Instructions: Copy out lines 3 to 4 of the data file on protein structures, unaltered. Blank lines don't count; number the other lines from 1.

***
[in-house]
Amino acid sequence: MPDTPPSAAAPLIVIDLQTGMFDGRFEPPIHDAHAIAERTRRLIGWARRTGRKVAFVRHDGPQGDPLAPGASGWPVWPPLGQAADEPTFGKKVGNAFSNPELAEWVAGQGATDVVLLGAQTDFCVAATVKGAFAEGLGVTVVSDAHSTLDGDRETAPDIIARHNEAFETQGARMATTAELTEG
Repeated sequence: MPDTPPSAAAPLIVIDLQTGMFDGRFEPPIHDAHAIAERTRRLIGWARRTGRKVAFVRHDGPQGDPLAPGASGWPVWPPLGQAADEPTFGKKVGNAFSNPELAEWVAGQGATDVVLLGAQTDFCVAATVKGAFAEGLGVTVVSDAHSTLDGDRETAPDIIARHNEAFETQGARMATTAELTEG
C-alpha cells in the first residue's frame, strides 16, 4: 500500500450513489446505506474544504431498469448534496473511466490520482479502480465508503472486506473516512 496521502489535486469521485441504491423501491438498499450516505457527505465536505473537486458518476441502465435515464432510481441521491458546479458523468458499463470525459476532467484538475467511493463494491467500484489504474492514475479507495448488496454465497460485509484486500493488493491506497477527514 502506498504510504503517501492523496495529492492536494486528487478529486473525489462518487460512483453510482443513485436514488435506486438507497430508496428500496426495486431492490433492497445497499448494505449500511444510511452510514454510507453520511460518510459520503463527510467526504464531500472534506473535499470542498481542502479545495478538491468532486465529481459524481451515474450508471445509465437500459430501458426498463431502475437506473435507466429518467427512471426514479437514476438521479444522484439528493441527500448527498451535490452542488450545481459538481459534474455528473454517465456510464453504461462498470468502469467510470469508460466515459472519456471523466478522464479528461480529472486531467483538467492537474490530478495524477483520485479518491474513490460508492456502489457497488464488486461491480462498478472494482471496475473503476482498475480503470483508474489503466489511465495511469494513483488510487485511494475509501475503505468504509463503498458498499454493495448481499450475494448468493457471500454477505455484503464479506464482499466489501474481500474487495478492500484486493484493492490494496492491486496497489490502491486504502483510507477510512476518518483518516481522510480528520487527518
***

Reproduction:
Repeated sequence: MPDTPPSAAAPLIVIDLQTGMFDGRFEPPIHDAHAIAERTRRLIGWARRTGRKVAFVRHDGPQGDPLAPGASGWPVWPPLGQAADEPTFGKKVGNAFSNPELAEWVAGQGATDVVLLGAQTDFCVAATVKGAFAEGLGVTVVSDAHSTLDGDRETAPDIIARHNEAFETQGARMATTAELTEG
C-alpha cells in the first residue's frame, strides 16, 4: 500500500450513489446505506474544504431498469448534496473511466490520482479502480465508503472486506473516512 496521502489535486469521485441504491423501491438498499450516505457527505465536505473537486458518476441502465435515464432510481441521491458546479458523468458499463470525459476532467484538475467511493463494491467500484489504474492514475479507495448488496454465497460485509484486500493488493491506497477527514 502506498504510504503517501492523496495529492492536494486528487478529486473525489462518487460512483453510482443513485436514488435506486438507497430508496428500496426495486431492490433492497445497499448494505449500511444510511452510514454510507453520511460518510459520503463527510467526504464531500472534506473535499470542498481542502479545495478538491468532486465529481459524481451515474450508471445509465437500459430501458426498463431502475437506473435507466429518467427512471426514479437514476438521479444522484439528493441527500448527498451535490452542488450545481459538481459534474455528473454517465456510464453504461462498470468502469467510470469508460466515459472519456471523466478522464479528461480529472486531467483538467492537474490530478495524477483520485479518491474513490460508492456502489457497488464488486461491480462498478472494482471496475473503476482498475480503470483508474489503466489511465495511469494513483488510487485511494475509501475503505468504509463503498458498499454493495448481499450475494448468493457471500454477505455484503464479506464482499466489501474481500474487495478492500484486493484493492490494496492491486496497489490502491486504502483510507477510512476518518483518516481522510480528520487527518